Appropriation generally refers to the strategies employed by postcolonial societies and its writers and scholars that enable them to use the philosophical, linguistic, and academic tools introduced by the colonizers to offer their own versions of truth or, in ideal conditions, to dismantle the colonizers’ claims to truth using the colonizers own language and vocabularies.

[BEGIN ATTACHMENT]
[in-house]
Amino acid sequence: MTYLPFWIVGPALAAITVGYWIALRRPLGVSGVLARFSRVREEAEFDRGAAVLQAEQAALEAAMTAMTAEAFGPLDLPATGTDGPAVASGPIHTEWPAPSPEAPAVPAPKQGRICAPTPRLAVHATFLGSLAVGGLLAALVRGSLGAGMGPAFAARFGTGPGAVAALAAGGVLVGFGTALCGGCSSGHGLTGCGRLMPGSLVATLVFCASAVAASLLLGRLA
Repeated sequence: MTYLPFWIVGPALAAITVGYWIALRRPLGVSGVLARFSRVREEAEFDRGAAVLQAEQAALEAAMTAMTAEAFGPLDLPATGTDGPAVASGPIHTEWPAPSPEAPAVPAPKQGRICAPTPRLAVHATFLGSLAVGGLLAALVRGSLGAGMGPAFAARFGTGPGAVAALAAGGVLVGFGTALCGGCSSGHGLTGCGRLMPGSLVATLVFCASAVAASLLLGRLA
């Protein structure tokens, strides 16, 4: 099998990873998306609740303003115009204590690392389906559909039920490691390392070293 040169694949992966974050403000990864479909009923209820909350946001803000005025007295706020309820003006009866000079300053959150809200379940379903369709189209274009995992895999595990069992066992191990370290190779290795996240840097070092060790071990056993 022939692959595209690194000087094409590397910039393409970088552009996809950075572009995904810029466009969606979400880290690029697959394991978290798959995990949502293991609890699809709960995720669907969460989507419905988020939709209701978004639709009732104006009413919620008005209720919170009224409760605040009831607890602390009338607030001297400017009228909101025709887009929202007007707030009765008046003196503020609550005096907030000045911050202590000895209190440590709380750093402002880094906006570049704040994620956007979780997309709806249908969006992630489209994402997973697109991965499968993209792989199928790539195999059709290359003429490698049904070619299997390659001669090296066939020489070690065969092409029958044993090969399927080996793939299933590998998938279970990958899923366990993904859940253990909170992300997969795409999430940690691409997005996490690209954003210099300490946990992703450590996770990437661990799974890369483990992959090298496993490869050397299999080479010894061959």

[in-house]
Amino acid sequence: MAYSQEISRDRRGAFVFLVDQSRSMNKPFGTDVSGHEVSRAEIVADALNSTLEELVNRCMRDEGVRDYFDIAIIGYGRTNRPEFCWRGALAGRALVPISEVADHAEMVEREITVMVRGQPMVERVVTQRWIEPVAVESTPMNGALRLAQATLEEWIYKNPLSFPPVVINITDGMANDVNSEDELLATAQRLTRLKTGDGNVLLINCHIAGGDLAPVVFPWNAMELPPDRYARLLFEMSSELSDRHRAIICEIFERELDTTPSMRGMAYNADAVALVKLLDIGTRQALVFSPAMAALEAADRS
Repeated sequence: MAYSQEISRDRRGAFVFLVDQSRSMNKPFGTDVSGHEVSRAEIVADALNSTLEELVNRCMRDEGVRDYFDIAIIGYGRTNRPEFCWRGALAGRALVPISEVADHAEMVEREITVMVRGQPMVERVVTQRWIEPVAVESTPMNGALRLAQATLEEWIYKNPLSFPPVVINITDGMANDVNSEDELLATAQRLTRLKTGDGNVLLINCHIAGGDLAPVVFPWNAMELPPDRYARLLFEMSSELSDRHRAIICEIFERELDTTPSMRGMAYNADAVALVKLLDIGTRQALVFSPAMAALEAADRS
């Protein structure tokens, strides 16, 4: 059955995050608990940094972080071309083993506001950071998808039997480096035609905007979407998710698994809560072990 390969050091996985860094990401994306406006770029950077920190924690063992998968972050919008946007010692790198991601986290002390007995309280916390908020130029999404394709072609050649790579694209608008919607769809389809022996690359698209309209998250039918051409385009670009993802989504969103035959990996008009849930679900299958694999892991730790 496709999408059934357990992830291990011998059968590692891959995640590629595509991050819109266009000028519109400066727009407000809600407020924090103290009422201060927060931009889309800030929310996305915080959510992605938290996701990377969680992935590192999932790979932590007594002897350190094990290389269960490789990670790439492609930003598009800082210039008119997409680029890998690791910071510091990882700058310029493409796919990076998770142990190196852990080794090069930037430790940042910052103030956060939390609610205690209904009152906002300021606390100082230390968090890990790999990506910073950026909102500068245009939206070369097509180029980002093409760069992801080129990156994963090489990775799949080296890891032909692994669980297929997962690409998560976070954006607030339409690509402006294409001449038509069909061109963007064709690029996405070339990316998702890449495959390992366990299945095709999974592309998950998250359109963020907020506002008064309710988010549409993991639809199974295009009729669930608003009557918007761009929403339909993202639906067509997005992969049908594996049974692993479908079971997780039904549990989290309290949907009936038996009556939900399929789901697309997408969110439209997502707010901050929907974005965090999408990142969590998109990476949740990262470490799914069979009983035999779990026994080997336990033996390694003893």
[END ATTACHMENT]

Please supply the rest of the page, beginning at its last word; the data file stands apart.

In the postcolonial African literary tradition, appropriation has been a highly contested technique: For writers like Chinua Achebe and others, using the colonizers language to tell African stories is seen as an enabling practice, but scholars like Chinweizu and Ngugi Wa Thiong’o believe that using native languages and cultural vocabularies is absolutely crucial to developing a native cultural sphere that is free of the ideological determinisms of the colonial system of education and colonial ideological imperatives.

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